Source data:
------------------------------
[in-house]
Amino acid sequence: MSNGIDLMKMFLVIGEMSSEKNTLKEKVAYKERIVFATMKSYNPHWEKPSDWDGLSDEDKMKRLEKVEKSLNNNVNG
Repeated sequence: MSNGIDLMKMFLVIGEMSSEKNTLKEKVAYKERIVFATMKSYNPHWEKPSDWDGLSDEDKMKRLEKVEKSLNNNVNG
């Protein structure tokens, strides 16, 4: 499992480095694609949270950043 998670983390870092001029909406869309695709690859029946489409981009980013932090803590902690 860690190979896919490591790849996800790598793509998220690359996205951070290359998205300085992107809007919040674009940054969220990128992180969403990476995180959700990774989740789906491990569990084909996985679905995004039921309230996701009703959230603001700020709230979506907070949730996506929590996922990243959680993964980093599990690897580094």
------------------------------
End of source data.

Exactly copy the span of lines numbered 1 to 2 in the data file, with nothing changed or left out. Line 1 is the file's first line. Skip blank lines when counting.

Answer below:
[in-house]
Amino acid sequence: MSNGIDLMKMFLVIGEMSSEKNTLKEKVAYKERIVFATMKSYNPHWEKPSDWDGLSDEDKMKRLEKVEKSLNNNVNG